A friend of a friend, of a friend, came to the farm this morning. In other words, I had no idea who these people were or why they were here. All of that would change very quickly. She brought her 5 year old son to see the horses and ponies. He was awe struck, as he had never seen miniature horses before. He came dressed in cowboy attire down to the chaps and plastic holster. It was very important for him to know each horse’s name. As we wandered the pasture, the donkeys were right behind us doing their job of protecting the fields. The horses love it when “little people” aka kids come to visit. I think they feel more comfortable with kids simply because the kids don’t tower over them. Adam standing eye to eye with the horses would rub their noses and begin to talk to them. He would move from horse to horse and quickly decide if this was the horse that deserved his undivided attention. Finally, standing and petting TT, he decided she was the one. TT is an older mare that is blind in one eye. Her vision loss makes her a little shy but, after seeing the other horses get attention she had slowly made her way to the young boy. “You and me we will ride. I will feed you corn and pepsi, and we will ride”, Adam talked softly and TT stood and stared as if in agreement. “I’m a cowboy”, he squealed looking back at his mom.
“He has such an active imagination,” he mother replied. I just stood smiling and listening. He went on to tell TT how he would take her to his school and if the kids were nice they could ride her too. “If they are mean, they can’t ride.” I know it sounds crazy, but I swear TT knodded her head in agreement.
I guess when you have kids of your own, you learn to hear the important things and block out “normal everyday” stuff. His mom wasn’t really paying attention to his conversation with TT, while I was hanging on his every word (the non-mom in me). “I am sure he will tell everyone that he is a real cowboy now”, his mom said with a slight smile. I wanted to shush her so that I didn’t miss the conversation between Adam and TT. I held my tongue and just grinned at her quickly. Turning my attention back to the bond that was forming right in front of me.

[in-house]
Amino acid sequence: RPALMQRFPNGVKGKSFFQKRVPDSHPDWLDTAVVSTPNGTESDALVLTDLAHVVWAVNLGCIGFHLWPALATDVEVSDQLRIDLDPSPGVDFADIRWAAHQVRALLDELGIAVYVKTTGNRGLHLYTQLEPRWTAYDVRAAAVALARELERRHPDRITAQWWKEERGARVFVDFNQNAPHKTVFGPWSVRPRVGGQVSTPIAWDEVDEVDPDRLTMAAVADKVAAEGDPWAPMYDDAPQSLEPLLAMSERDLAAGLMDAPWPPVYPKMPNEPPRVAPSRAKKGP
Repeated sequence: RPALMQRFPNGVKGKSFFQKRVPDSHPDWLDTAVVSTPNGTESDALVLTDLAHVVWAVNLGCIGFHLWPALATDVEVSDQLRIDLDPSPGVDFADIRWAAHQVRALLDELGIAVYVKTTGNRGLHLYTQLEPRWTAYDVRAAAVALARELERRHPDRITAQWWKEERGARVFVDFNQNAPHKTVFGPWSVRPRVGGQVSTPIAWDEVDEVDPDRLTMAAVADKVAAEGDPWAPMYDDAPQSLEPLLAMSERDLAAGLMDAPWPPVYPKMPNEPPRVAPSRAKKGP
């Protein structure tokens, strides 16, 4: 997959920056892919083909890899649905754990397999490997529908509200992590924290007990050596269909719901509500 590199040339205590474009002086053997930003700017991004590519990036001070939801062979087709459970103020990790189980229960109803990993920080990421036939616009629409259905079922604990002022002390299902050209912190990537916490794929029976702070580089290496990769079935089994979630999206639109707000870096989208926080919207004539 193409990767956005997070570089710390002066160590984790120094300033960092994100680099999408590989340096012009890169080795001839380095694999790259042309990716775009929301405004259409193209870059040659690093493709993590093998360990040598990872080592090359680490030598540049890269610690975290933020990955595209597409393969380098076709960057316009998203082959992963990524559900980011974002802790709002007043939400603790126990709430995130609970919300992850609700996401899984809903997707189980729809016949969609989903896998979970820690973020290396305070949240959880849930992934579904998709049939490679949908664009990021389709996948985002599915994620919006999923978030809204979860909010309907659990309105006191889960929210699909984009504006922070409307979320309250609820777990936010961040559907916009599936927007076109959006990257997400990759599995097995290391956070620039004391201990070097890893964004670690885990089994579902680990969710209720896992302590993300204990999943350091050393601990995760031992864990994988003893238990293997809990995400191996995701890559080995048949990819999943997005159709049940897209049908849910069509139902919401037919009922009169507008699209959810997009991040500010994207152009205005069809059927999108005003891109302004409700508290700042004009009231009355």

Adam would have talked to TT all afternoon but his mother had a lunch appointment. She pulled him away from TT crying. I was tearing up too and we walked to their car. “He’ll talk about this for months”, she said as he was screaming. “I want TT.” TT wants you too I wanted to tell him but I figured I had better once again hold my tongue. I was getting as distraught as Adam. I would have time to cry after they left.
When their car was pulling out of the gate, I realized that I had just been taught important life lessons from a 5 year old cowboy and a 18 year old miniature horse.
Kids could teach adults a lot if we would just stop, watch, and listen.
Lesson 1: When we enter the pasture of life no matter how big and scary be determined to make a difference and a friend.
Lesson 2: Be KIND … to every living creature
Lesson 3: Be PATIENT … Sometimes we have to get through the rough times(horses that didn’t meet Adam’s criteria) to get to the good times (TT)
Lesson 4: Don’t let anyone criticize your imagination. While it may not be important or even silly to others … Keep Dreaming!
Lesson 5: Sometimes a good cry and screaming fit is COMPLETELY necessary